Are you going to Thanet’s Comedy Festival in Margate this Weekend?

Why not kick off at Bernie’s Chocolate Bar (bottom of the High Street on your left at you face the Turner). An all female line up of funny women:

one foer the ladies

And there are loads of shows on over the weekend.

Check out the website:

comedy isle

In case you can’t get to the Festival’s official website let me share some details with you:

There is more at Bernie’s FREE on Sat afternoon 3pm-6pm.

Comedy & Magic for KIDs FREE on Sunday at The Diner, 3 Duke St (limited places) show starts at 1pm

Musical Comedy at 3.30pm at The Britania FREE

And on Fri & Sat 6-8pm there are two FREE shows/competitions each evening for new acts.

I think these are taking place at:

  1. The Lighthouse Bar, Stone Pier
  2. The Underground, 3 Duke Street

before the two big shows that are on each evening.

There are about 8-10 stand-up comedians in each of the main shows.

We have an ansaphone but who knows how to use it?

There are people who ramble on an on until they get cut  off – that’s me, the crime I’m guilty of.

There are those who leave a message but forget to leave their number. Accidents happen, we all do this sort of thing.

In our office there are those who do not give their name, they just start talking to Mr TP. If he were there he might recognise there voice and know what they are talking about but I have no idea who they are or what job they are referring to.

But absolutely top of my list of people who need to be trained in how to use an ansaphone are those who do this one thing:

They clearly articulate the message and then

they race through their phone number at breakneck speed

such that I have to listen to the message four or more times.

I want to say to them, “Surely, how to contact you was the most important part of you message.”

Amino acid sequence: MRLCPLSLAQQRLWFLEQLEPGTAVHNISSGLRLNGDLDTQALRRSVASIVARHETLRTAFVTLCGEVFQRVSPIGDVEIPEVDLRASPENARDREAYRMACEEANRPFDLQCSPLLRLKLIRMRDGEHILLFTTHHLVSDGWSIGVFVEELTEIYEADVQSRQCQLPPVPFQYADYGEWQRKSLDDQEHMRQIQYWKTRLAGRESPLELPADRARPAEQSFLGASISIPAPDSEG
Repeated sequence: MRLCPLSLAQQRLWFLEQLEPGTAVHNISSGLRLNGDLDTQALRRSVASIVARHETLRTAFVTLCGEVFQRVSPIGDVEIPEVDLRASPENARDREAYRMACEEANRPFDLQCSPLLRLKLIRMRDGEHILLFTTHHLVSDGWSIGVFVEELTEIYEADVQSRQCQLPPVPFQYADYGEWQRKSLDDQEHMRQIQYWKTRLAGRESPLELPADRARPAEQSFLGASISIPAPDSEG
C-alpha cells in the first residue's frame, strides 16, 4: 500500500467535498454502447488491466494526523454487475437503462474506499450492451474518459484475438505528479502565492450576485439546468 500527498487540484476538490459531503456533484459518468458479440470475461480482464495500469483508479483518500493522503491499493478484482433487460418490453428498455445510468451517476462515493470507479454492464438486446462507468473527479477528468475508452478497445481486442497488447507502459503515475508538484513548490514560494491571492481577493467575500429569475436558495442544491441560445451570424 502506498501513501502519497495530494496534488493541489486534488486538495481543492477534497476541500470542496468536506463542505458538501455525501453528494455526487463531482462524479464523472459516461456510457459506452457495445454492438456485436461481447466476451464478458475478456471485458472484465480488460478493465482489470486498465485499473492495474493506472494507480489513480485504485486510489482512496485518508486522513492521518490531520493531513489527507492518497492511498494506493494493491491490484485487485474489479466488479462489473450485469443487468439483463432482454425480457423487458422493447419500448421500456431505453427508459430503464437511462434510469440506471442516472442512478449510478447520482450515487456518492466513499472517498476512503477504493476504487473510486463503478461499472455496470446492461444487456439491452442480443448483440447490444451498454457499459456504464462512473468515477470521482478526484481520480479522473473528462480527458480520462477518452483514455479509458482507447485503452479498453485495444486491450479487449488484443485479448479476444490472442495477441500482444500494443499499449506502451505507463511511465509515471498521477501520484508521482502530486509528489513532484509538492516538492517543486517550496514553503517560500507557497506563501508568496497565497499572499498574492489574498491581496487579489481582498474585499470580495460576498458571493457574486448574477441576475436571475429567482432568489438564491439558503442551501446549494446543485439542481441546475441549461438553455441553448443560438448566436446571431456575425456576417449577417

Excited to be going to Broadstairs Folk Week today

Will we see you there?

Weather’s looking good for it too, not too hot and only one day with a rain forecast (wednesday).

What’s Happening in Ramsgate & Margate this summer? 2015

6 weeks of school holiday just isn’t enough to fit it all in. I have just updated my own page of See & Do in Thanet which you can find via the top  tabs or click HERE.

I use this myself to try and plan what we’ll be doing. Considering we live at the coast we spend very little time at our local beaches, like I said the holiday just isn’t long enough.

Anyway. Looking ahead to September we will have the very first 3 day Comedy Festival in Margate. I think it’s going to be brilliant. I will be at One For The Ladies at Bernie’s Choc Bar on Friday 25th. Here is a film about the event:

And we want to try to get to Ellington Park in Ramsgate on Sundays as there is lots happening there.

And good photo in Gazette here:

I notice the Gazette say the music is at 4-6pm but I think it is at 2pm because Friends of Ellington Park must be right and they say 2-4pm.

The Rights & Wrongs of Too Many Clothes – the Naked Rambler and SAS v The European Court

Humans are the only species on this planet that cover their natural bodies in manufactured clothing. A million years of evolution and our skin, with its covering of fine short hair, is not up to the job, it seems. How would Darwin explain that one? It’s a rhetorical question but I can imagine creationists may have an answer:

If the good lord had intended us to go naked she wouldn’t have created sunburn and skin cancer.

On the whole, UK law is fairly sensible and there is no law against going nude, no legislation to say we must wear clothes in public places. That is why I’ve seen a whole lot of Stephen Gough, otherwise known as the naked rambler. I’ve seen him many times and mostly naked except for sensible footwear. It seems he was born in the wrong time and place, he’d have been right at home in ancient Greece. Or actually anywhere for most of human history. Or even in some other parts of the world now. The social taboos and culture around decent dress are limited in human history.

In case you are unfamiliar with the Naked Rambler’s story in 2004 he walked, without clothes, from Land’s End to John O’Groats.